I love Marvel Heroic Roleplaying because non-comic fans enjoy the game just as much as comic geeks. I run a regular monthly game with 8 people, and only two would count themselves as comic book nerds. I asked for story requests, and both of my geeks came through. Iron Man suggested Armor Wars, and Beast suggested something with X-Men and time travel. My thoughts immediately went to the iconic story “Days of Future Past.”
Days of Future Past
In the comic, the X-Men glimpse a future ruled by Sentinels following the assassination of anti-mutant activist Senator Kelly. Using a “flash-forward” storytelling approach, parallel stories play out. However, I wanted to provide a different approach for my players, and have their characters brought to the future to witness the devastation for themselves.
The comic story kicks off with Shadowcat encountering her future self in the Danger Room. With MHR, we have an eclectic mix of X-Men, Fantastic Four, and street level heroes, so I needed a good reason for them to come together. I decided to introduce Danger, the sentient Danger Room, to be our inciting action. Following this encounter, Bishop arrives from the future and kidnaps a mutant on the team (suspecting this mutant to be the assassin). The rest of the team follows him through the portal and into the alternate timeline.
Once there, the team battles Bishop’s team, mostly consisting of New Mutants. I made my selection based largely on the availability of Heroclix minis. Weaker characters like Karma exist to provide assets and complications (something my players rarely use) or feeding the Doom Pool. Hopefully by leading the way we can see more interesting actions and stray away from simply “I punch the villain” each round.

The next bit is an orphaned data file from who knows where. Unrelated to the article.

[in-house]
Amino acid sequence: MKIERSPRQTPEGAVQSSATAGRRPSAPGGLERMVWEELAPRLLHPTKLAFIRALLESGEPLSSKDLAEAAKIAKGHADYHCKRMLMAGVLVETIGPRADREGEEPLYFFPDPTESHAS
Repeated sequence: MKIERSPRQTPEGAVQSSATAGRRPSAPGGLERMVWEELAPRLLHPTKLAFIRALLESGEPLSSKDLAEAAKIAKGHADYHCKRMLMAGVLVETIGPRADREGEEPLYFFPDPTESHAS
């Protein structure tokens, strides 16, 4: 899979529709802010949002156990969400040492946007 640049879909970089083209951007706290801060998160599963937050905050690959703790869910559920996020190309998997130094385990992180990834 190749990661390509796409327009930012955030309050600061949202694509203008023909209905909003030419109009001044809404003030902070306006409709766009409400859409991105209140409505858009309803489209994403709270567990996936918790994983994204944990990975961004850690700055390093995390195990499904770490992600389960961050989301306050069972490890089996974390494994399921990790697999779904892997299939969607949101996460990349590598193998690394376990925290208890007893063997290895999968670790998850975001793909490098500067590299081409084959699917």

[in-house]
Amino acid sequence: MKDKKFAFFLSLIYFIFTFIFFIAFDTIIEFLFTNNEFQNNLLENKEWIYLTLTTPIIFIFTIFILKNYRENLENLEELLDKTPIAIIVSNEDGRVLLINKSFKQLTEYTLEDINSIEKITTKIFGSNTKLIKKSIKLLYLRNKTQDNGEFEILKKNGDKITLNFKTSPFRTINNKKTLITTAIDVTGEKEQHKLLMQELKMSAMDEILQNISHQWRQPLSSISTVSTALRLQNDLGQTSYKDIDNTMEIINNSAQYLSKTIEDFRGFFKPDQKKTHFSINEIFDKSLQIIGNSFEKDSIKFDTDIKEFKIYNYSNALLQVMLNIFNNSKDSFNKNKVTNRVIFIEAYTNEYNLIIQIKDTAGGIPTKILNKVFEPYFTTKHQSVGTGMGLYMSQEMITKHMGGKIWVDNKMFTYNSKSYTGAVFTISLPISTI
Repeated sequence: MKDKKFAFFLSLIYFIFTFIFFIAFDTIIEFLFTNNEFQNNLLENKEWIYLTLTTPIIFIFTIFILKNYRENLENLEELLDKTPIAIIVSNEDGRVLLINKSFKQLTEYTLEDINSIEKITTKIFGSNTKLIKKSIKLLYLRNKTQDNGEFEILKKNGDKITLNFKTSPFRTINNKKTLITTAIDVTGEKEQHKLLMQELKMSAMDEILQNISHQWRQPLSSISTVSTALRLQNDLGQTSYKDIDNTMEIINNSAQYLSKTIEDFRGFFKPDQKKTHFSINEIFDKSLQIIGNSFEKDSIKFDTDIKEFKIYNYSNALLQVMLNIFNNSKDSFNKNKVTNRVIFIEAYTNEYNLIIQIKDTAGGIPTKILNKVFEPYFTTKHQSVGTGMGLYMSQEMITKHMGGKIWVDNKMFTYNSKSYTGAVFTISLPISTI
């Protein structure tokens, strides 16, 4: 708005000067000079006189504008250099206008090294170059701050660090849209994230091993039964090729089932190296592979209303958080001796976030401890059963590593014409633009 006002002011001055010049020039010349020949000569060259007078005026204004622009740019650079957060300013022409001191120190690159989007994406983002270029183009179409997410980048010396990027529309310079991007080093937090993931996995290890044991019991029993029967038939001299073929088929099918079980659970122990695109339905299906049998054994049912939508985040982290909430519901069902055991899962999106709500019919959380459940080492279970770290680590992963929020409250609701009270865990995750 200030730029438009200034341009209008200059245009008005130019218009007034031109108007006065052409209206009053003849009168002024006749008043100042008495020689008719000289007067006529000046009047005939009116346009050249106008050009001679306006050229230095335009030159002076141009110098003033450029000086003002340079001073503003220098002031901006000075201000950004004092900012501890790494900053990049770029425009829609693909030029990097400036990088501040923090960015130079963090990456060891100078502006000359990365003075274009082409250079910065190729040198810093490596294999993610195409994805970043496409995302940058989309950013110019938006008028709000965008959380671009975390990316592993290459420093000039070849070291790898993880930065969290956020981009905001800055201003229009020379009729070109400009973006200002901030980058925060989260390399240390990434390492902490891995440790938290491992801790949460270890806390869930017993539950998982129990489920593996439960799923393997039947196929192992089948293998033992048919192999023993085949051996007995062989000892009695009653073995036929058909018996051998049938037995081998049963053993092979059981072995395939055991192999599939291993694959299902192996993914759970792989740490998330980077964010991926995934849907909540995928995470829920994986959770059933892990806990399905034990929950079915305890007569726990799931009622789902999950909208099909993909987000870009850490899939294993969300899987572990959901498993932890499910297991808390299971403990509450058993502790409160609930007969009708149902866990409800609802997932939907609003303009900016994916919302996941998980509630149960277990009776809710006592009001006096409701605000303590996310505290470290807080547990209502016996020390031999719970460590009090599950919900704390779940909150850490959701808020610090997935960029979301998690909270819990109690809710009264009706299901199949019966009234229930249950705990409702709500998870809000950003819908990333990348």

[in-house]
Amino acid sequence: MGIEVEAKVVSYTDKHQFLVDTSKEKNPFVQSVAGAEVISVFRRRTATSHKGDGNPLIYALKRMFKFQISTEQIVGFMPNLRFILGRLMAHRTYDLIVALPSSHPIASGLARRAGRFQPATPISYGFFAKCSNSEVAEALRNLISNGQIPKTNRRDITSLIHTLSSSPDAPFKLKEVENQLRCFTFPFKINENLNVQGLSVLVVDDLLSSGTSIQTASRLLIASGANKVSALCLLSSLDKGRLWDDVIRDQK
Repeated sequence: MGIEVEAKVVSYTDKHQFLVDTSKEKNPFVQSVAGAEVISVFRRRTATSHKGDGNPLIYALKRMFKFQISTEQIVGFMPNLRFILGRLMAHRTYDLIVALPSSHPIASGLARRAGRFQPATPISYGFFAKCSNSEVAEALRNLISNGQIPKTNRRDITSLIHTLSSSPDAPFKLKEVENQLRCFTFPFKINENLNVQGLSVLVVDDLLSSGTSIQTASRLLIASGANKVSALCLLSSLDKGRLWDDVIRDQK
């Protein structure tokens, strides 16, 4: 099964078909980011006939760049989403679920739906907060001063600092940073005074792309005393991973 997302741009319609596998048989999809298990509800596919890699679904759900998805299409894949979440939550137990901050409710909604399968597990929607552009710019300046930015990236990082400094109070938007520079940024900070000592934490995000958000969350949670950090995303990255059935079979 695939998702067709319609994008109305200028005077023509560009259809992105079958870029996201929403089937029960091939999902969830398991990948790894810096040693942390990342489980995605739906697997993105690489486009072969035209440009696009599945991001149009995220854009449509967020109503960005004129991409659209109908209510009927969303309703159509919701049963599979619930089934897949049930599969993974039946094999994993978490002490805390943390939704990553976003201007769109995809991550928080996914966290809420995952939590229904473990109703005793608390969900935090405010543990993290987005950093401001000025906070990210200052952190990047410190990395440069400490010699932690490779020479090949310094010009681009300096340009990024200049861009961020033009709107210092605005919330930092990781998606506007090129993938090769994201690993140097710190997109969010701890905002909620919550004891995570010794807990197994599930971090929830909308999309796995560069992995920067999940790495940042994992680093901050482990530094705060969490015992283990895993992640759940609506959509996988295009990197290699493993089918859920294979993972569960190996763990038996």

With a table of 8, I have had trouble introducing genuine peril for the team. I hope having two powerful Sentinels will provide an “Oh crap!” moment when the players see the minis come out. Act Two also features a battle with the Brotherhood of Evil Mutants. A couple of these villains also are “asset-makers” more than brawlers, which should help make the game interesting. I enjoyed writing up Destiny, who can see the future. She can add an asset to the rest of the villains, improving their reactions against the heroes.
If you are playing with fewer players, you can scale back the number of combatants your team faces. I would encourage you to use at least one “asset-maker,” especially if your table struggles to be inventive with their actions. My plan is to reveal that, while their actions saved the day, time travel has repercussions that few anticipate. Hopefully, this story will set the stage for a foray into the Age of Apocalypse universe that Margaret Weis has in production!